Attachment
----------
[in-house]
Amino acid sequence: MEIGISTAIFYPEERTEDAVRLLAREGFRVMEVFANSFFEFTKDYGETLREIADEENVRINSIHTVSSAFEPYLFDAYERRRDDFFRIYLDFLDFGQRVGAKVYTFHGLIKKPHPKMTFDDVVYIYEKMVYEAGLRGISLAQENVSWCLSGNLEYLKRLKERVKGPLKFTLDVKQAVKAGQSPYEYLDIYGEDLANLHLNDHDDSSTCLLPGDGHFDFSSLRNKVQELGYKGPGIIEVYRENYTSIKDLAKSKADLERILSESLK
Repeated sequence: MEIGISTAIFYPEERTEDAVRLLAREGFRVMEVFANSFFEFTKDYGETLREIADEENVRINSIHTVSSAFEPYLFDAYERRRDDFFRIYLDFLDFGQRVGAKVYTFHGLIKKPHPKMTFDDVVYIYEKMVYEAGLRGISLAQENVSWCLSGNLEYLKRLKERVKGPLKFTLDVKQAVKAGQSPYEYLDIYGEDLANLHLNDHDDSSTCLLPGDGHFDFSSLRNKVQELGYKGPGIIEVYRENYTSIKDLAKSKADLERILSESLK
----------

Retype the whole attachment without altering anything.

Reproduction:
[in-house]
Amino acid sequence: MEIGISTAIFYPEERTEDAVRLLAREGFRVMEVFANSFFEFTKDYGETLREIADEENVRINSIHTVSSAFEPYLFDAYERRRDDFFRIYLDFLDFGQRVGAKVYTFHGLIKKPHPKMTFDDVVYIYEKMVYEAGLRGISLAQENVSWCLSGNLEYLKRLKERVKGPLKFTLDVKQAVKAGQSPYEYLDIYGEDLANLHLNDHDDSSTCLLPGDGHFDFSSLRNKVQELGYKGPGIIEVYRENYTSIKDLAKSKADLERILSESLK
Repeated sequence: MEIGISTAIFYPEERTEDAVRLLAREGFRVMEVFANSFFEFTKDYGETLREIADEENVRINSIHTVSSAFEPYLFDAYERRRDDFFRIYLDFLDFGQRVGAKVYTFHGLIKKPHPKMTFDDVVYIYEKMVYEAGLRGISLAQENVSWCLSGNLEYLKRLKERVKGPLKFTLDVKQAVKAGQSPYEYLDIYGEDLANLHLNDHDDSSTCLLPGDGHFDFSSLRNKVQELGYKGPGIIEVYRENYTSIKDLAKSKADLERILSESLK